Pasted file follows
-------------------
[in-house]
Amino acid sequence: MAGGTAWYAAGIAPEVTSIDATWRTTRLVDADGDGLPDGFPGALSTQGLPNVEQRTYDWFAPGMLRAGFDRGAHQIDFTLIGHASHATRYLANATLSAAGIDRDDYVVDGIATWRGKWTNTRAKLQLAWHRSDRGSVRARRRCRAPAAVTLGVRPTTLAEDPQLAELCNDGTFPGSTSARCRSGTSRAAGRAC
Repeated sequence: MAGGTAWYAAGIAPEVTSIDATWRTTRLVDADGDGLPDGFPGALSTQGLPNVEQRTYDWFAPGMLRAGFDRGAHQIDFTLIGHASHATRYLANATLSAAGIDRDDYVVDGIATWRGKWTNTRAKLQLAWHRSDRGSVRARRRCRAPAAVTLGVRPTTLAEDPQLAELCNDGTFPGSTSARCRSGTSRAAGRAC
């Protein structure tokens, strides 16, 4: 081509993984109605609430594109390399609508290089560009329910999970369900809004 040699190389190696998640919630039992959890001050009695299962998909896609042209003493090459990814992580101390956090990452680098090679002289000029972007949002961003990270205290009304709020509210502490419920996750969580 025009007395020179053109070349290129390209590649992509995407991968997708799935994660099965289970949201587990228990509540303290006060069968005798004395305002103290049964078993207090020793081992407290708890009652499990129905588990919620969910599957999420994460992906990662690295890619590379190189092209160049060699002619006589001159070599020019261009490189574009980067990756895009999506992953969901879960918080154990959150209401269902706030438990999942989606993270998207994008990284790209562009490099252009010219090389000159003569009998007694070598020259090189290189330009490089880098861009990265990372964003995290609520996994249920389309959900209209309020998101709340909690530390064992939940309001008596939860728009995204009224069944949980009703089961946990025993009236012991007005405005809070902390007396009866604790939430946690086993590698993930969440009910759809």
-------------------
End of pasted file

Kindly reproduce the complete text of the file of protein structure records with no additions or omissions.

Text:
[in-house]
Amino acid sequence: MAGGTAWYAAGIAPEVTSIDATWRTTRLVDADGDGLPDGFPGALSTQGLPNVEQRTYDWFAPGMLRAGFDRGAHQIDFTLIGHASHATRYLANATLSAAGIDRDDYVVDGIATWRGKWTNTRAKLQLAWHRSDRGSVRARRRCRAPAAVTLGVRPTTLAEDPQLAELCNDGTFPGSTSARCRSGTSRAAGRAC
Repeated sequence: MAGGTAWYAAGIAPEVTSIDATWRTTRLVDADGDGLPDGFPGALSTQGLPNVEQRTYDWFAPGMLRAGFDRGAHQIDFTLIGHASHATRYLANATLSAAGIDRDDYVVDGIATWRGKWTNTRAKLQLAWHRSDRGSVRARRRCRAPAAVTLGVRPTTLAEDPQLAELCNDGTFPGSTSARCRSGTSRAAGRAC
């Protein structure tokens, strides 16, 4: 081509993984109605609430594109390399609508290089560009329910999970369900809004 040699190389190696998640919630039992959890001050009695299962998909896609042209003493090459990814992580101390956090990452680098090679002289000029972007949002961003990270205290009304709020509210502490419920996750969580 025009007395020179053109070349290129390209590649992509995407991968997708799935994660099965289970949201587990228990509540303290006060069968005798004395305002103290049964078993207090020793081992407290708890009652499990129905588990919620969910599957999420994460992906990662690295890619590379190189092209160049060699002619006589001159070599020019261009490189574009980067990756895009999506992953969901879960918080154990959150209401269902706030438990999942989606993270998207994008990284790209562009490099252009010219090389000159003569009998007694070598020259090189290189330009490089880098861009990265990372964003995290609520996994249920389309959900209209309020998101709340909690530390064992939940309001008596939860728009995204009224069944949980009703089961946990025993009236012991007005405005809070902390007396009866604790939430946690086993590698993930969440009910759809």